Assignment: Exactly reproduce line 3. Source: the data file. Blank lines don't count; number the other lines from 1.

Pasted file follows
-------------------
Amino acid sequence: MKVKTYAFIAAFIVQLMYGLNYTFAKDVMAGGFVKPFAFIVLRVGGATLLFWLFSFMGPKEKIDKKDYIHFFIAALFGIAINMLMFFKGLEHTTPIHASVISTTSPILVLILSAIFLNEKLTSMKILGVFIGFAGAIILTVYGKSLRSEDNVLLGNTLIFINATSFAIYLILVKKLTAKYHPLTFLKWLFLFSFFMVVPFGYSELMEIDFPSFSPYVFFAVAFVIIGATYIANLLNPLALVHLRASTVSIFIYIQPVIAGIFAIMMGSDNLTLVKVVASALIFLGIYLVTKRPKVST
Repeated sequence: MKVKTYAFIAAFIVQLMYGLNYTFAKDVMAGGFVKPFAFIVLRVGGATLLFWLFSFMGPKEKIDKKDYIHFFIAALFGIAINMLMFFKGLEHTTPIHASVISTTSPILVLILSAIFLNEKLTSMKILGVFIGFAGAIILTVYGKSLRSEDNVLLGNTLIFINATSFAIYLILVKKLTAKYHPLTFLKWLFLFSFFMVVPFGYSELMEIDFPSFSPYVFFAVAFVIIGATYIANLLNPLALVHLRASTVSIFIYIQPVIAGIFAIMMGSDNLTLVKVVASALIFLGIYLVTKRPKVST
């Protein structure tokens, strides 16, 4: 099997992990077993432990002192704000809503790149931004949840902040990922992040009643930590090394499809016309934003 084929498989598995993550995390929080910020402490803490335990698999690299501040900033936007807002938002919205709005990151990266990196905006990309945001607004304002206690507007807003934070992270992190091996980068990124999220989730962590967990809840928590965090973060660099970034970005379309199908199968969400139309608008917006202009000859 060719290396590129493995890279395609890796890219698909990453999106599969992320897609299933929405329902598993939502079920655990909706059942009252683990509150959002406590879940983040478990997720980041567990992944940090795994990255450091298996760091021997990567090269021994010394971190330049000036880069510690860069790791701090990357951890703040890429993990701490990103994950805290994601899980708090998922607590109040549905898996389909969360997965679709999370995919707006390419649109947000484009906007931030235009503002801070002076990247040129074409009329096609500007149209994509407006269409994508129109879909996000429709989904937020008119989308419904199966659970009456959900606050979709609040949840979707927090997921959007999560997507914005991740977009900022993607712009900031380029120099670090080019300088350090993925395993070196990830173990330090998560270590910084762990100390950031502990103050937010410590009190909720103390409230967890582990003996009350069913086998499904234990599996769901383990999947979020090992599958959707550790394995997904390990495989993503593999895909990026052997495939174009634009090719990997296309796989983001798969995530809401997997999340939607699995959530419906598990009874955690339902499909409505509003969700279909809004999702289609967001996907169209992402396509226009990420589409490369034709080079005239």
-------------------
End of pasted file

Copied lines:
């Protein structure tokens, strides 16, 4: 099997992990077993432990002192704000809503790149931004949840902040990922992040009643930590090394499809016309934003 084929498989598995993550995390929080910020402490803490335990698999690299501040900033936007807002938002919205709005990151990266990196905006990309945001607004304002206690507007807003934070992270992190091996980068990124999220989730962590967990809840928590965090973060660099970034970005379309199908199968969400139309608008917006202009000859 060719290396590129493995890279395609890796890219698909990453999106599969992320897609299933929405329902598993939502079920655990909706059942009252683990509150959002406590879940983040478990997720980041567990992944940090795994990255450091298996760091021997990567090269021994010394971190330049000036880069510690860069790791701090990357951890703040890429993990701490990103994950805290994601899980708090998922607590109040549905898996389909969360997965679709999370995919707006390419649109947000484009906007931030235009503002801070002076990247040129074409009329096609500007149209994509407006269409994508129109879909996000429709989904937020008119989308419904199966659970009456959900606050979709609040949840979707927090997921959007999560997507914005991740977009900022993607712009900031380029120099670090080019300088350090993925395993070196990830173990330090998560270590910084762990100390950031502990103050937010410590009190909720103390409230967890582990003996009350069913086998499904234990599996769901383990999947979020090992599958959707550790394995997904390990495989993503593999895909990026052997495939174009634009090719990997296309796989983001798969995530809401997997999340939607699995959530419906598990009874955690339902499909409505509003969700279909809004999702289609967001996907169209992402396509226009990420589409490369034709080079005239």